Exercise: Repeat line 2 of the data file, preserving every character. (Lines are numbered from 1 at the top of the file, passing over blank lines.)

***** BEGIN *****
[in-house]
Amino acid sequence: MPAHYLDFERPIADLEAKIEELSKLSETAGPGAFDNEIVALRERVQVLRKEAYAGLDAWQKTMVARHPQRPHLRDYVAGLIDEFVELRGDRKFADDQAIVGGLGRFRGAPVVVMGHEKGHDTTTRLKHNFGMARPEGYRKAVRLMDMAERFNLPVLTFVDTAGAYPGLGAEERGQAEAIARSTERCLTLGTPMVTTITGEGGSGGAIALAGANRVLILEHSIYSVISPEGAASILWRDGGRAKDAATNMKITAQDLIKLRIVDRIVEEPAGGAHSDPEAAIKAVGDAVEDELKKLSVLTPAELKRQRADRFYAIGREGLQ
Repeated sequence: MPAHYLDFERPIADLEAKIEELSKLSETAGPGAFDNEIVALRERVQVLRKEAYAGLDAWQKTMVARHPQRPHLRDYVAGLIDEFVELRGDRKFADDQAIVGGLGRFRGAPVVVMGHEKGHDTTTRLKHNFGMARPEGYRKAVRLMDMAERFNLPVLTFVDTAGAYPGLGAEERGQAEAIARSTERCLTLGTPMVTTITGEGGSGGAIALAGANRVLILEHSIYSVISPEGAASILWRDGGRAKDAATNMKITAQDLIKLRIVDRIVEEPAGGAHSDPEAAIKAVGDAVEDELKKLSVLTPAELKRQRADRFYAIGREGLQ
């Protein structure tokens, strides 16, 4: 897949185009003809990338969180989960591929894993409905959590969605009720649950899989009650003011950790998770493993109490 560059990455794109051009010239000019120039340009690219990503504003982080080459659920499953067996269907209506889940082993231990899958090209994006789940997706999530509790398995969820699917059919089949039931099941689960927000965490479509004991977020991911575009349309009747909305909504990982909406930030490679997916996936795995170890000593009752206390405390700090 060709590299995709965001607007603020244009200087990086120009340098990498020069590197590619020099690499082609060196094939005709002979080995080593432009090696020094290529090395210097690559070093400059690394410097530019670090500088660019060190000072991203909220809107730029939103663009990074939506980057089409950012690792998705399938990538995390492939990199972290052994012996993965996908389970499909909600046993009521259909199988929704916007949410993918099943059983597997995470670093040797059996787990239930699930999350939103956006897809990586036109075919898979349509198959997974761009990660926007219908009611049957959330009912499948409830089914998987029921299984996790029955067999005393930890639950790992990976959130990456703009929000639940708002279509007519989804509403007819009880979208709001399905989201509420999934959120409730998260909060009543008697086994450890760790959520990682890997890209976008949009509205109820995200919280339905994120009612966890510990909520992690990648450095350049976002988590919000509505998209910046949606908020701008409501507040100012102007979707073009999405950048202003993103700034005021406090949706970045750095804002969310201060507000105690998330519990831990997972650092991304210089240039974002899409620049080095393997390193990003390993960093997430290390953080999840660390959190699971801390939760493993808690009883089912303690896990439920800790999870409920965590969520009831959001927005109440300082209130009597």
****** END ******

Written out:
Amino acid sequence: MPAHYLDFERPIADLEAKIEELSKLSETAGPGAFDNEIVALRERVQVLRKEAYAGLDAWQKTMVARHPQRPHLRDYVAGLIDEFVELRGDRKFADDQAIVGGLGRFRGAPVVVMGHEKGHDTTTRLKHNFGMARPEGYRKAVRLMDMAERFNLPVLTFVDTAGAYPGLGAEERGQAEAIARSTERCLTLGTPMVTTITGEGGSGGAIALAGANRVLILEHSIYSVISPEGAASILWRDGGRAKDAATNMKITAQDLIKLRIVDRIVEEPAGGAHSDPEAAIKAVGDAVEDELKKLSVLTPAELKRQRADRFYAIGREGLQ